Sounds Good

11 am - 1 pm Weekdays
  • Hosted by Tracy Ross, Austin Carter

About The Show

The music on Sounds Good is a mix of legacy artists who are still making great music now (Bob Dylan, Willie Nelson, Bruce Springsteen, Neil Young, Bonnie Raitt) deep cuts from classic artists (The Band, The Beatles, Grateful Dead, Talking Heads, REM) great contemporary artists who don' t receive commercial airplay (Neko Case, Wilco, Jack White, Darrell Scott, The Black Keys) and those who defy the boundaries of categorization (Punch Brothers, Bela Fleck, Ry Cooder, Bill Frisell, Justin Townes Earle). You'll also get a bit of World music, Blues, Soul/R&B, Reggae and Jazz.

Additionally, you'll hear interviews with newsmakers and community leaders, live music from some of our region's best musicians, our community events calendar and more.

Matt Markgraf, WKMS

A little over two weeks ago, we spoke with two professors of Murray State's history department who were among the 72 Kentucky history professors who signed a letter calling for the removal of the statue of Confederate president and Kentucky native Jefferson Davis from the capitol rotunda in Frankfort. The letter went to Governor Steve Beshear and to the Kentucky Historical Properties Advisory Commission, which earlier this August voted 7-2 to keep the statue where it is. But that doesn't mean the debate is over. On Sounds Good, Todd Hatton speaks with Dr. Tom Hiter, former Director of Heritage Defense for the Sons of Confederate Veterans and longtime SCV member Dr. Don Duncan.

Matt Markgraf, WKMS

The Murray chapter of the Daughters of the American Revolution, the Captain Wendell Oury Chapter, is hosting a Colonial Dinner on October 19, with a menu featuring foods in the style of the colonial times at The Willow Bistro. The restaurant is the historic 1929 home of Price Doyle, a prominent music professor at Murray State and his wife was one of the charter members of the local DAR chapter. On Sounds Good, Tracy Ross speaks with Treasurer Kathy Timmons about the event and the organization.

Matt Markgraf, WKMS

Murray State University has a diverse and growing community of international students and we are interested in learning more about them. Matt Markgraf recently met Aydan Aslanova a student from Azerbaijan who is involved in the Alpha Gamma Delta sorority at MSU. They talk about what she's studying, her hometown of Baku, and learn why chivalry and smiling are different in the United States compared to her home country.

Matt Markgraf, WKMS

The United States Air Force Band of Mid-America plays a free concert at Murray State University's Lovett Auditorium on October 15, their first concert in the area as they tour the Midwest. On Sounds Good, Austin Carter speaks with Mark Welch, Director of Community Relations & Alumni Affairs, and Dennis Johnson, Director of Bands and Orchestras, about how the upcoming concert came about and what the audience should expect in the repertoire.

Over this past summer, long-time public radio host Garrison Keillor announced his retirement from A Prairie Home Companion, in a slow transition during their 2015-2016 season. His replacement is singer and mandolinist (and for a time a Murray State student) Chris Thile best known as part of Nickel Creek and Punch Brothers. Commentator Dr. Brian Clardy grew up listening to A Prairie Home Companion and says the change prompts him to reflect on other transitions in life.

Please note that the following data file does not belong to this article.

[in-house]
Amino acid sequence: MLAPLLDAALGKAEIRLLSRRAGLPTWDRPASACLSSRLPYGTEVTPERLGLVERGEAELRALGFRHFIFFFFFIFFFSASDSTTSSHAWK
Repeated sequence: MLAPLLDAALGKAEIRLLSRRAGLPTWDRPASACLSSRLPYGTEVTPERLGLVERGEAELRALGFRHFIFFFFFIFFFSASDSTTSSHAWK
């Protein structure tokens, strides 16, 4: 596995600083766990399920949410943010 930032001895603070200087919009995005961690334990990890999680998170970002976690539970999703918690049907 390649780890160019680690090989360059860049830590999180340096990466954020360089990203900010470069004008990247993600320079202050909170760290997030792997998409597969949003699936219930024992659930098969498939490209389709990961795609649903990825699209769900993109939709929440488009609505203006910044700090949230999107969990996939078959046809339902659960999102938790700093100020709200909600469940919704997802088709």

Andrzej Wilusz, 123rf stock photo

The majority of people who go to see a mental health professional end up saying they feel better afterwards, which is great news, so then does it even matter which techniques are being used if anything will help? This is an argument that pops up in psychology circles where some believe technique doesn't matter and therapists should just do what they feel is right, says Dr. Michael Bordieri of the Murray State Psychology Department. On Sounds Good, Tracy Ross speaks with Dr. Bordieri on why he disagrees with this approach and gives some examples of psychological treatments that have led to harmful results.

This week, the Pennyroyal Arts Council kicks off "The Big Read," a six-week community wide reading adventure, with the National Endowment for the Arts in partnership with Arts Midwest. The focus honors Harper Lee's To Kill a Mockingbird. The kick-off event welcomes special guest speaker Mary Badham the actress who played Scout in the 1962 film, a dramatic performance, a gospel choir, film clips, art from local high schools and free books. On Sounds Good, Matt Markgraf speaks with Alissa Keller about the schedule of events through November.

The Old Farmer's Almanac is the longest published periodical in North America, in continuous publication since 1792. Their 2016 edition was released in September and Tracy Ross speaks with Senior Associate Editor, Sarah Perreault about the new issue, methodologies for weather forecasting and work underway on the 2017 anniversary issue.

Paducah artist, author and retired physician Bill Renzulli has released a trilogy of new books, titled Transitions, Gifts and Notes on a Simple Life. These books are are loosely related poems and prose considering the gifts we give to others, finding comfort in who you are and the philosophy of living a "simple life." On Sounds Good, Austin Carter speaks with Renzulli about his new work. 

Tab Brockman,

It's the middle of the OVC schedule and the Racers Football team is off to a rough start. With a few more games under their belt, the results were the same, but getting those results happened differently. On Sounds Good, Tracy Ross speaks with Voice of the Racers Neal Bradley about the past two games and the two coming up, including the Homecoming game on October 10.